TELEMANN: La Bizarre = Suite in D Major, Overture "Les Nations," Concerto for violin "Les Rainettes," Overture "La Bizarre" - Academy for Old Music, Berlin/Midori Seiler, violin - Harmonia mundi HMC 901744:

Telemann was considered the greatest composer of his day, way ahead of J.S. Bach. One characteristic of much of his music that set him apart was a general light-heartedness and sense of wit and humor that was sorely lacking in most Germanic music of the period and in Bach especially. Perhaps that explains his greater public acceptance at the time. Telemann might even be thought of as an audiophile-oriented composer - he also had an ear for new sounds, ranging from the natural to the exotic and found ways to subtly incorporate them into his music (as did Haydn). In this he was worlds different from Bach, Handel and most German composers.

So what's bizarre about the 17-minute overture in G Major? In the first movement it is the generally over-the-top writing for the strings, which give them inner voices that go against the standard overture pattern, creating melodic and harmonic contradictions - that may not sound outrageous to our modern ears, but certainly must have in the 18th century. The Overture "Les Nations" is a sort of light musical travelogue, with movements intended evoke common characteristics of the Swiss, Portuguese, Turks and so on. The underpinnings of standard dance forms here add to the gaiety. All four works are given precise and enthusiastic treatments by this early music ensemble which was originally founded in East Berlin.

- John Sunier

Twentieth Century Contrasts = MICHAEL DAUGHERTY: Strut; LUKAS FOSS: For Toru; WM. BOLCOM: Concerto-Serenade; JAMES HANNA: Downs; ALEC WILDER: Five Love Songs; QUINCY PORTER: Music for Strings; PIAZZOLLA-ADAMS: Todo Buenos Aires; HENRI PENSIS; Fantasy on Two Christmas Carols - Miramar Sinfonietta/Henri Pensis - Albany Records TROY509:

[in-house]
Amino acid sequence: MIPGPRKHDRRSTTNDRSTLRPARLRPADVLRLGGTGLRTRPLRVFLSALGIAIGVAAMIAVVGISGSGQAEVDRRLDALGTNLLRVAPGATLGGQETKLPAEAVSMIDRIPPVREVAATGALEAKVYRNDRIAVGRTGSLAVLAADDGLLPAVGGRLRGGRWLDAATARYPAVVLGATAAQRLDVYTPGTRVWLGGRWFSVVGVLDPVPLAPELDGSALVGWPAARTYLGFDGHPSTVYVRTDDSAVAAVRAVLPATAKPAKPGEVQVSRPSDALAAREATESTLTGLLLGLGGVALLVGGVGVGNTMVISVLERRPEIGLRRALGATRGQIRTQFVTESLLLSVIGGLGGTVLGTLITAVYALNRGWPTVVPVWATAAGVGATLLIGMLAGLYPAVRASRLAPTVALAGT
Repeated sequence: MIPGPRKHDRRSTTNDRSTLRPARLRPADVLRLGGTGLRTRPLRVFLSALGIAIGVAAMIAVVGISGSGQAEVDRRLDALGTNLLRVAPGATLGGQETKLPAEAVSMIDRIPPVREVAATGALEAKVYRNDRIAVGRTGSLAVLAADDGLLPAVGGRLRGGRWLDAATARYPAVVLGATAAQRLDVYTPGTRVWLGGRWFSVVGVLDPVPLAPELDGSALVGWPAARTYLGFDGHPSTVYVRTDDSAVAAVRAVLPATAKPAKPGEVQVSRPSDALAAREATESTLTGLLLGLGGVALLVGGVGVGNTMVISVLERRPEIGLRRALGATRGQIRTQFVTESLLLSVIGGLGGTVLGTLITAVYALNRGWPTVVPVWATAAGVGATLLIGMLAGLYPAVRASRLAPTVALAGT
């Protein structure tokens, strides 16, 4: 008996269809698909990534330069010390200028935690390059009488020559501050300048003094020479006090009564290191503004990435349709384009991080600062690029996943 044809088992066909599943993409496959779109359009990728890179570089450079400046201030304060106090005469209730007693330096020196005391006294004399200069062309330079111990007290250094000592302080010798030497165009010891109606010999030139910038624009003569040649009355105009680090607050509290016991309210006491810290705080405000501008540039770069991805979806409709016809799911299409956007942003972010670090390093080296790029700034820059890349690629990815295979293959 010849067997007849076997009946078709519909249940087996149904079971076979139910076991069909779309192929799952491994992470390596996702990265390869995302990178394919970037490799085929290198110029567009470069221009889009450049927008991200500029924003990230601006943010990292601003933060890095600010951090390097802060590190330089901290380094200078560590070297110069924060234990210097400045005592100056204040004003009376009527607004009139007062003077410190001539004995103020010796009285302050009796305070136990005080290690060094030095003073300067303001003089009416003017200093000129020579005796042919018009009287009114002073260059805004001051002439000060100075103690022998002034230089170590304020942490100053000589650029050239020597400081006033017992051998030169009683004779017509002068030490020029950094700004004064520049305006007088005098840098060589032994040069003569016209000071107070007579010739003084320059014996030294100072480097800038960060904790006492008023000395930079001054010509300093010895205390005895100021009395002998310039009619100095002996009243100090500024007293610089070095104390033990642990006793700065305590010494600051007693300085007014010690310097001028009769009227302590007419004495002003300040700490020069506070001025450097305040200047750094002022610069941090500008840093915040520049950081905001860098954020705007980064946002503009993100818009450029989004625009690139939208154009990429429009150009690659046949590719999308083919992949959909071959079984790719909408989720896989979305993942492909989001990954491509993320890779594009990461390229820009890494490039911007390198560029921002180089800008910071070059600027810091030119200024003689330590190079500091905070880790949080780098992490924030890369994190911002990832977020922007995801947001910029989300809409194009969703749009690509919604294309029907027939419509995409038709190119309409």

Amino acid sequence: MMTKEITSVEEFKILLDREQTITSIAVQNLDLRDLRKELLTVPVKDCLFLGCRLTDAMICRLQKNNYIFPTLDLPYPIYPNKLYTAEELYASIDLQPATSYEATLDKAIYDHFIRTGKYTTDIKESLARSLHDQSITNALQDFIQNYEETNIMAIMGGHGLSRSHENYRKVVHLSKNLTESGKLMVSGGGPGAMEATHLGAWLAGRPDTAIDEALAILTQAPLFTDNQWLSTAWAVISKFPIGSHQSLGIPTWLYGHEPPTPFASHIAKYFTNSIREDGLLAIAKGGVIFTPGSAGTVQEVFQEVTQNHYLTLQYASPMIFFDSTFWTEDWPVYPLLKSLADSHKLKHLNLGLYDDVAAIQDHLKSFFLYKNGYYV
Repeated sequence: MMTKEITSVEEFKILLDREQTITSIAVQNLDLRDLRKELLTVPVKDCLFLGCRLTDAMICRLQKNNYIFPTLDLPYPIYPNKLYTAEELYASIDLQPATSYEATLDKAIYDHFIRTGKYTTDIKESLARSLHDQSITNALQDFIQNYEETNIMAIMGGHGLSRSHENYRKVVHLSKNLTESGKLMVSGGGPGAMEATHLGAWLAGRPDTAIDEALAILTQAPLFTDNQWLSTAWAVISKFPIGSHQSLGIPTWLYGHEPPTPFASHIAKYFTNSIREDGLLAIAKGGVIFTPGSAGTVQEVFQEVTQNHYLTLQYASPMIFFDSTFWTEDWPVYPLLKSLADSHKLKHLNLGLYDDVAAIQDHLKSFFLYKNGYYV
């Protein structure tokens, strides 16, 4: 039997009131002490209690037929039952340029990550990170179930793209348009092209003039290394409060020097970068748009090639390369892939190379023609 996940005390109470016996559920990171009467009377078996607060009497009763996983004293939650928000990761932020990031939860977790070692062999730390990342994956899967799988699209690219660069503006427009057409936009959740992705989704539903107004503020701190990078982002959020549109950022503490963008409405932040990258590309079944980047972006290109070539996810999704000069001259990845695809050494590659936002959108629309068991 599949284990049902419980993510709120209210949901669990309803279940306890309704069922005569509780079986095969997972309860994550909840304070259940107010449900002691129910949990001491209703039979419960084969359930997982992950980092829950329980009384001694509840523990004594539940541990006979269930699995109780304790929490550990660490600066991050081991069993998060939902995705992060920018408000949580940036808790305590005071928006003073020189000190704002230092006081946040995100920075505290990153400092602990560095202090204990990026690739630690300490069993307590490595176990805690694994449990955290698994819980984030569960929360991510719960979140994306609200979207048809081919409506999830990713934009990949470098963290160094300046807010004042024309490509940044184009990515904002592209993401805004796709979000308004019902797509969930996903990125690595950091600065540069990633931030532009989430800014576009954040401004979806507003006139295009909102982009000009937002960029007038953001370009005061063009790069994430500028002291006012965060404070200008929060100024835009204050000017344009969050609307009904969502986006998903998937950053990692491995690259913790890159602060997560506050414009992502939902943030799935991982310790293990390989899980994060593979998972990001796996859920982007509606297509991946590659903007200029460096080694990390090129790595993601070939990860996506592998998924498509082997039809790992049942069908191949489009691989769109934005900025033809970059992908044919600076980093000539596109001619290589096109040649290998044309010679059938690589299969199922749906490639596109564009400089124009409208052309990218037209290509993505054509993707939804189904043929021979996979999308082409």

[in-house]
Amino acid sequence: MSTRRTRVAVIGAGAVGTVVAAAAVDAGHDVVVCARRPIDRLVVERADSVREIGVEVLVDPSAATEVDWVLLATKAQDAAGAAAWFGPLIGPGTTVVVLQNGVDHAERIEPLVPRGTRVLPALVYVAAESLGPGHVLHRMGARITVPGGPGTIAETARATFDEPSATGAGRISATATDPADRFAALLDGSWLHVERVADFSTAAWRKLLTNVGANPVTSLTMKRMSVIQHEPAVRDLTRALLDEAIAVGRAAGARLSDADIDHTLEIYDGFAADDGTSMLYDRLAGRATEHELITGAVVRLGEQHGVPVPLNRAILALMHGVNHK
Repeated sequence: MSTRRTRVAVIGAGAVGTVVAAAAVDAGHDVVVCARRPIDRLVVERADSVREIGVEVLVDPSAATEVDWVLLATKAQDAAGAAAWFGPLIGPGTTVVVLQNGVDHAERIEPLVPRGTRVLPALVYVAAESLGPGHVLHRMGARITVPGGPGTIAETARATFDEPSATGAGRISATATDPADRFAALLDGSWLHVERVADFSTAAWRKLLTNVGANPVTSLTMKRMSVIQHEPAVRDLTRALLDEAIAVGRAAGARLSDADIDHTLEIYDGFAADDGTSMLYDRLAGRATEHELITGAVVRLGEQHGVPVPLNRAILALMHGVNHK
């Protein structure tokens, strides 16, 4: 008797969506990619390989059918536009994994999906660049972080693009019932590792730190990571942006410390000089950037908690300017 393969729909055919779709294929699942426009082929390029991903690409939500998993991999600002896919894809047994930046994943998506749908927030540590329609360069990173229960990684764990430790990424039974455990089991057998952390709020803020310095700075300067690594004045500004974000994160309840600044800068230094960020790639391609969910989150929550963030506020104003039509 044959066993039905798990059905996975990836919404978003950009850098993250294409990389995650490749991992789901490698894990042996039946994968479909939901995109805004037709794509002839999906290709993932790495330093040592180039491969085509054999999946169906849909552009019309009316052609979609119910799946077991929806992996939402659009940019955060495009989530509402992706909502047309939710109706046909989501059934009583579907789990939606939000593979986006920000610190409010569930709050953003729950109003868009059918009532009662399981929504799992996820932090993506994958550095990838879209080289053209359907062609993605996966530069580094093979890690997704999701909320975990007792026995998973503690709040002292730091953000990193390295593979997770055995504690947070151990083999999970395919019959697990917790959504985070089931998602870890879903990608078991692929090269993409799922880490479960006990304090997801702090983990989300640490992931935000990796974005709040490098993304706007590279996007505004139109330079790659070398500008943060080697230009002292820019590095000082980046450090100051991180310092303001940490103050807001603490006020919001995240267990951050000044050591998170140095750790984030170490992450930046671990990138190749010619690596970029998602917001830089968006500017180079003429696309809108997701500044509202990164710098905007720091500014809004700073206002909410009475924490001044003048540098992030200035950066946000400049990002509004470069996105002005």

This is the sort of music discovery adventure - especially when it comes to American music - that all classical labels should be doing but clearly are not. The majors endlessly reissue from back catalog, and even if one did a themed collection of short pieces by different composers, they would all be well-known ones they have been recorded before. While there are contrasts among these eight American composers, they also share a similar quality of quirkiness - each one following his own muse without giving in to what "sells" in concert music at the moment.

Daugherty is a very successful young creator of such pop culture-oriented works as Jackie O, Sing Sing, and Elvis Everywhere. Strut was inspired by the Harlem Renaissance. Bolcom is known for works oscillating between serial atonality and quotations of 19th century sentimental melodies. His concerto begins with the feel of a Mozart divertimento and later actually quotes Wagner. Alec Wilder was a true American original. Though known for his lovely popular songs, his work here is entirely instrumental, with a French horn doing the singing against the chamber orchestra. Each of the three movements of Porter's Music for Strings imparts a contrasting mood, and John Adams' sensitive orchestration of a Piazzolla tango turns it into a mini-violin concerto. The Milwaukee-area ensemble gives all eight works their full due, as do Albany's sonics. Bully for contrasts and bully for similarities.